Wednesday, March 20, 2013

Day Seventy-nine - The Next Three Days, or "Tension. Pure, Unadulterated Tension."

Thrillers are generally hit or miss with me... even if they have a clever premise, they're either riddled with plot holes or stretch my suspension of disbelief far beyond the breaking point, leaving me a bit bitter, even if I enjoyed myself.

Take The Fugitive, for example.

I love that movie, but it's so utterly ridiculous. The one-armed man, the U.S.Marshals, the real reason for the murder/coverup, the dive from the dam... all of it. Prime popcorn movie, but even as it's relatively smart, it still makes me sigh all over the place.

The Next Three Days, however... wow.

This is the pattern from which all thrillers should be cut.

First of all, it keeps you amped pretty much the entirety of the movie. Even when there's a moment of relaxation, it's bookended by supremely tense moments... and that's right from the start.

The movie opens on a dinner where Russell Crowe and Elizabeth Banks are double dating with his brother and sister-in-law. An argument unexpectedly breaks out and I could feel myself digging my fingers into the cushion of my seat. Then, there's a brief intimate interlude, so... sexual tension. From there we have a moment of respite where we see domestic bliss then--BAM--police are busting down the door.

And there are sequences like that throughout the entirety of the movie. Good, smart, tight moments of pacing, always keeping you on the edge of your seat.

We see Crowe's character John go from supportive, but despairing, husband and father into a new phase of his life, one dedicated to getting his wife out of prison, no matter what the cost... so long as they are together as a family. He sells his house, his furniture, everything. He even goes so far as to consider robbing a bank... but settles for the ill-gotten gains of a neighborhood drug dealer instead.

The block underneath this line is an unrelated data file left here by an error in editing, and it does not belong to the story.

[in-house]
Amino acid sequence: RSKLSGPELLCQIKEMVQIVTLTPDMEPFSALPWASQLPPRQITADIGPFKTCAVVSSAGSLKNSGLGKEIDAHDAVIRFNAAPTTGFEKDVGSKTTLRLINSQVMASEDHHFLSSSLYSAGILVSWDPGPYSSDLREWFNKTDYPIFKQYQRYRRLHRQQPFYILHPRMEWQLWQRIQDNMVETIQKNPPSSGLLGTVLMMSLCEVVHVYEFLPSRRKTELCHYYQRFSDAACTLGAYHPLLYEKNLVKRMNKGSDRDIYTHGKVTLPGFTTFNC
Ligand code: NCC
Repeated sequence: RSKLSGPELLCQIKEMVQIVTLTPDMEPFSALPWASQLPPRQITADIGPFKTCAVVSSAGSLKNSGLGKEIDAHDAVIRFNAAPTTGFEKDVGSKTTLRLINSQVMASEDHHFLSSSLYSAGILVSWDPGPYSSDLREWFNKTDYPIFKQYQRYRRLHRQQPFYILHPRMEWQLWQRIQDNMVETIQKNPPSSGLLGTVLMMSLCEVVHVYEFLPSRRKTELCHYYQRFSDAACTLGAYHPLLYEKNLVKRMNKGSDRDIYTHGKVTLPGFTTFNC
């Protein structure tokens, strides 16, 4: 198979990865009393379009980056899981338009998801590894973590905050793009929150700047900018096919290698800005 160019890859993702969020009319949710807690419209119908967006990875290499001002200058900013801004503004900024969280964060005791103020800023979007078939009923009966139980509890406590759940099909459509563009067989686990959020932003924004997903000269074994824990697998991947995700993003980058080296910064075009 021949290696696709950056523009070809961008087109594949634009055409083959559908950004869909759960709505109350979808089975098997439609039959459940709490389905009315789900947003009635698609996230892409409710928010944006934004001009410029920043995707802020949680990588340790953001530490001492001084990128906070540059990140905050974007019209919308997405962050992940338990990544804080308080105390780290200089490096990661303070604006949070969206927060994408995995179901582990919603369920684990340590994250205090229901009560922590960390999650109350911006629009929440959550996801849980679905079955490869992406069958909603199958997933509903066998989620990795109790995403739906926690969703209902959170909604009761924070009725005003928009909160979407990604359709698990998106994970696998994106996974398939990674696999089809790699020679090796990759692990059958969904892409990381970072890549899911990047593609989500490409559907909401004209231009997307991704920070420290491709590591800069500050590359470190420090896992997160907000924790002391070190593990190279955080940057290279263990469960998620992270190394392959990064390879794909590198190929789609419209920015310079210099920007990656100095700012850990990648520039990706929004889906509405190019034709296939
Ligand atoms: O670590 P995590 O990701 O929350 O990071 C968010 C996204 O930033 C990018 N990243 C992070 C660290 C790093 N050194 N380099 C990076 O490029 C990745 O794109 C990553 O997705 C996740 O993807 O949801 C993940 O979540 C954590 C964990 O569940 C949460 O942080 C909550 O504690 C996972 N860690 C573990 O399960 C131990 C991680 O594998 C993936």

Elizabeth Banks doesn't get as much screen time as Crowe, but she's just as dedicated to her own role. Whether it's her jailhouse suicide attempt or her pushing her husband away, Banks' Lara is every bit believable... especially considering, for the length of the movie, you're never really sure that she actually is innocent. Her husband is, though, and that's all that matters. It's a great way to keep the audience suspicious, yet invested... skeptical, yet sympathetic.

I also love the supporting actors... whether it's Daniel Stern as John and Lara's lawyer, Brian Dennehy as John's gruff father, Olivia Wilde as a playmate's mother... Liam Neeson, The RZA, Lennie James, and Kevin Corrigan. There is a tremendous cast of side characters here, and every single one of them is authentic and pitch perfect.

Honestly, The Next Three Days is one of the smartest written, well directed, impeccably shot, and excellently acted thrillers that I've seen in years.

Seriously, go out and check this movie as soon as you can. It ranks up there with Cloud Atlas, Lincoln, and Paperman in terms of great films that I've seen in the past year. I only wish I had caught it in the theaters.

Until tomorrow, Potatoes~

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